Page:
When I arrived for my riding lesson last week, I was met by the centre owner, who was in a bad mood. Fortunately, she’s not my instructor and soon disappeared. There had been some confusion about the day I was booked for – I had no idea about this, and the situation could’ve been easily resolved with one phone call on the centre’s part, but that would just be too easy – which was part of what caused the manager’s mood. But it wasn’t a problem: my instructor was free, there were a few horses available as well as an arena so we were away. Well, after this conversation:
Instructor: Who did you ride last time?
Instructor: I’m going to put you on another horse.
Me: [with a hopeful tone] One which doesn’t buck?
Instructor: [laughs nervously] Er. You’ll enjoy him. I’d like you to push him.
Me: [enjoying the sound of a challenge] As in, doing some more lateral work or…?
Instructor: Um. No. Just try and get something out of him.
My instructor explained that my new mount has been on holiday, she’s used him for a couple of lessons, but he’s only just coming back into work. I didn’t dare ask if this were due to injury, but I did ask if he’d been on loan or livery and got a no to both. He’s another youngster, so my guess is that they didn’t have time to work with him previously, so he got put on ice. Great.
The good news is there was minimal bucking (just two very small ones), possibly because this horse is a cob-type and isn’t very tall (I used to be able to guess height very accurately, and my radar puts him at about only 14.2hh) and, against my 5’8” and post-Christmas frame, he didn’t have much of a chance.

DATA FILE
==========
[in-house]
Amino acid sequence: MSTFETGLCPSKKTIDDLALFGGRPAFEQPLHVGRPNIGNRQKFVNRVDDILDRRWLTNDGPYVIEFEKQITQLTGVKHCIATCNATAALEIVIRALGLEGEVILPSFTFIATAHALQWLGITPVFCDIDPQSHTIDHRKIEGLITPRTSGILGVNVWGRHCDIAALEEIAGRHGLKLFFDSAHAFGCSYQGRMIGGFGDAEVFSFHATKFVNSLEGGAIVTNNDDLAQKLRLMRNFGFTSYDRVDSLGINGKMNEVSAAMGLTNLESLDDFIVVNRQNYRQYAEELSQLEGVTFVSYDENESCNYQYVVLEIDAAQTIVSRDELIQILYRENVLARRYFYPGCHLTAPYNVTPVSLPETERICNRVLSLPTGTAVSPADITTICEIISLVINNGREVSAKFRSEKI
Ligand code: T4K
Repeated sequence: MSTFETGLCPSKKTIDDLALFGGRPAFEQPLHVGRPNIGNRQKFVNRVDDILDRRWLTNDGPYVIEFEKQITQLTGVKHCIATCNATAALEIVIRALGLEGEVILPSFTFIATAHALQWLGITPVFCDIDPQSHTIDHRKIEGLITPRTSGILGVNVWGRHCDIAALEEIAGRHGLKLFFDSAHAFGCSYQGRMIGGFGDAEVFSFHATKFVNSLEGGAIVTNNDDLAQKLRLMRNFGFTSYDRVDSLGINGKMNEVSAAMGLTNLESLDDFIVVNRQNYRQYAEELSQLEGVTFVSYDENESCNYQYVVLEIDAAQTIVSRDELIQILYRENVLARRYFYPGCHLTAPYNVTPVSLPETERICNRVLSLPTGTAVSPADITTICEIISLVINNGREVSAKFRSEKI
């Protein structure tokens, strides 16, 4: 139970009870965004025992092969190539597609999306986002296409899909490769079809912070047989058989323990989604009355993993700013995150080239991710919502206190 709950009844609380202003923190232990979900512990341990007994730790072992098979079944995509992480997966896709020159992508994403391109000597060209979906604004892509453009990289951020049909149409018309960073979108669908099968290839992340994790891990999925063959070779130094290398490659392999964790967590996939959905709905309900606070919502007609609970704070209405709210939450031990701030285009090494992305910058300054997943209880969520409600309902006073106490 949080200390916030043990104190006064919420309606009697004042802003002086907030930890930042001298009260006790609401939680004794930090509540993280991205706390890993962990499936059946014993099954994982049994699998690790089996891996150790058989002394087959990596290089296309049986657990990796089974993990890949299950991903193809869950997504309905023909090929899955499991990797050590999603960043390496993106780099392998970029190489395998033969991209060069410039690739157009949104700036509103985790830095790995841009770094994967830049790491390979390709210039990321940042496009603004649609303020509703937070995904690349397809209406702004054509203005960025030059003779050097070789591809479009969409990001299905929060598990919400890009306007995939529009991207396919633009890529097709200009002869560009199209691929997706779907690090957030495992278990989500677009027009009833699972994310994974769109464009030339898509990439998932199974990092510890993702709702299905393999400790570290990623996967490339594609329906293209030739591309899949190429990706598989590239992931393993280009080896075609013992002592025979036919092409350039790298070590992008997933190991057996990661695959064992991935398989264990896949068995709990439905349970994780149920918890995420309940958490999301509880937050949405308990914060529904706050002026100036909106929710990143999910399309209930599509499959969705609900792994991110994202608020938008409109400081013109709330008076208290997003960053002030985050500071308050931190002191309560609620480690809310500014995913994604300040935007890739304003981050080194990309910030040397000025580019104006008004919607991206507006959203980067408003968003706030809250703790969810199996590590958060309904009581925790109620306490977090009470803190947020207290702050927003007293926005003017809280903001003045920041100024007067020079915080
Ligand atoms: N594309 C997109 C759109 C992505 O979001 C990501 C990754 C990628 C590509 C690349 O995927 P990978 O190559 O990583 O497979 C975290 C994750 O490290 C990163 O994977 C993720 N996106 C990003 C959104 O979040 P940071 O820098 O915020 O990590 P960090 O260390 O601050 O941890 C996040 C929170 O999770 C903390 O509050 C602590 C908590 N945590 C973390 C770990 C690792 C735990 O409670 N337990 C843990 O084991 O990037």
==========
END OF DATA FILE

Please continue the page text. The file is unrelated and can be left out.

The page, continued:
My instructor warned me that this horse/pony has “steering issues”, which I’m learning is her code for “he leans on your outside rein, tries to scrape you on the fence and naps”. At first, he moved really nicely (that said, I only tried forwards, I made no attempts at any lateral movement!) off my leg, and almost lulled me into a false sense of security. As with the other horse I’d been riding, we had him working on the inside track to try and prevent him from dragging me around the arena against the fence.
Getting used to a pony-ish trot stride again took some doing on my part, and I was holding him fairly well together (with my current main flaws rolling constantly through my mind, reminding myself to sit up better, keep my reins the same length and look further ahead) until we came onto a circle. Then, he dragged me to the fence and tried to nap down the arena. And that’s where I lost the flatwork slightly, because as well as putting my leg on afterwards and being more determined with my shoulders, I shortened my reins drastically, which produced a bit of resistance in him.
Better news came when he was much easier to get into canter than the previous two horses I’ve ridden, but I was floored when my instructor put a small jump up. He’s not half as disorganised as G (who trots like he’s drunk), but I still couldn’t see how I was going to produce a jump from this animal. My gut feeling was correct: he saw the jump, got excitedly distracted and wouldn’t hold a straight line into the fence (which meant that I spent the entire approach trying to keep him focused). We got from one side to the other in a wonky trot, and I kicked myself afterwards because I knew I’d succumbed to one of my other current major mistakes – looking at the fence, not beyond it.